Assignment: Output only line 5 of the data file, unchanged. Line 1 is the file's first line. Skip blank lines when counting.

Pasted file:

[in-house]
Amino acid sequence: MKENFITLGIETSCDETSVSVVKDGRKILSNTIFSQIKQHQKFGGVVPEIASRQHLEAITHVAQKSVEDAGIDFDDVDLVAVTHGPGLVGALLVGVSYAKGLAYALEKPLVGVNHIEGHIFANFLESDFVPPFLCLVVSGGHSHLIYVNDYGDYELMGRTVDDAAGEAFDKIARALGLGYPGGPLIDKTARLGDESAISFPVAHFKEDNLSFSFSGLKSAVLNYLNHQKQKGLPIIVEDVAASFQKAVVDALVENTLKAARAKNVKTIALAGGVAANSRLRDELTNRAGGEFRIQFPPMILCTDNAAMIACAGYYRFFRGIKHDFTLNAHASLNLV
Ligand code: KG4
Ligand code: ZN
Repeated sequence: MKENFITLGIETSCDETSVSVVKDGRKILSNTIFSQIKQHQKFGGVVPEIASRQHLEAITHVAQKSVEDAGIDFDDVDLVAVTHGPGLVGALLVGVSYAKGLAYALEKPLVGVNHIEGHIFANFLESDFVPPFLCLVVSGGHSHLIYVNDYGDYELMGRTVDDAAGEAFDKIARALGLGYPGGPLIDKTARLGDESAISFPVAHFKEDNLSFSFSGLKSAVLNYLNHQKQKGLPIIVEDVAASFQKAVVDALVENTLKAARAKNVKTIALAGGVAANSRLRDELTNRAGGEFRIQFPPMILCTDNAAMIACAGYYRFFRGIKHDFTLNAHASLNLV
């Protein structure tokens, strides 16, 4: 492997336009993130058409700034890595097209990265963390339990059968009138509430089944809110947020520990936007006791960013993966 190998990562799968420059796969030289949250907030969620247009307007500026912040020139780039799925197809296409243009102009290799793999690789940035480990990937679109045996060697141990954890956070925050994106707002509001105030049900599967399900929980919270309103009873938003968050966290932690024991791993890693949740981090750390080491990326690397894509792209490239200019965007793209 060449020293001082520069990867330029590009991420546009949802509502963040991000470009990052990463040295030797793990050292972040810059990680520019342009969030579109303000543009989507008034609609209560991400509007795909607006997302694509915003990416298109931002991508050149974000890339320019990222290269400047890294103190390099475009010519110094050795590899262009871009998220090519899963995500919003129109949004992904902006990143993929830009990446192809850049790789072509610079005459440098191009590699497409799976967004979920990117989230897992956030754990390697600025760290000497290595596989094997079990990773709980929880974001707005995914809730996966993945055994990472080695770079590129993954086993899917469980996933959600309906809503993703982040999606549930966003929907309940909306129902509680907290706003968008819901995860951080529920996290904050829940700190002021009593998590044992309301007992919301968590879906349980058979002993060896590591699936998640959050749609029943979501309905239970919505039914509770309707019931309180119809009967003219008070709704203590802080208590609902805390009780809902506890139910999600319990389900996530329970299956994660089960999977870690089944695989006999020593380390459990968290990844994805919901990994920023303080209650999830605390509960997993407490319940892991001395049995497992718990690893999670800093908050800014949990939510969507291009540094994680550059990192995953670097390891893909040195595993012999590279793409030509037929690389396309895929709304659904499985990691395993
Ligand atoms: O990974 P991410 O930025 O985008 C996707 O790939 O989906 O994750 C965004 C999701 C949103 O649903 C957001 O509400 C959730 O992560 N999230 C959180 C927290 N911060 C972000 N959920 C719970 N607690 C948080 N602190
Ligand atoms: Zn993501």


Repeated sequence: MKENFITLGIETSCDETSVSVVKDGRKILSNTIFSQIKQHQKFGGVVPEIASRQHLEAITHVAQKSVEDAGIDFDDVDLVAVTHGPGLVGALLVGVSYAKGLAYALEKPLVGVNHIEGHIFANFLESDFVPPFLCLVVSGGHSHLIYVNDYGDYELMGRTVDDAAGEAFDKIARALGLGYPGGPLIDKTARLGDESAISFPVAHFKEDNLSFSFSGLKSAVLNYLNHQKQKGLPIIVEDVAASFQKAVVDALVENTLKAARAKNVKTIALAGGVAANSRLRDELTNRAGGEFRIQFPPMILCTDNAAMIACAGYYRFFRGIKHDFTLNAHASLNLV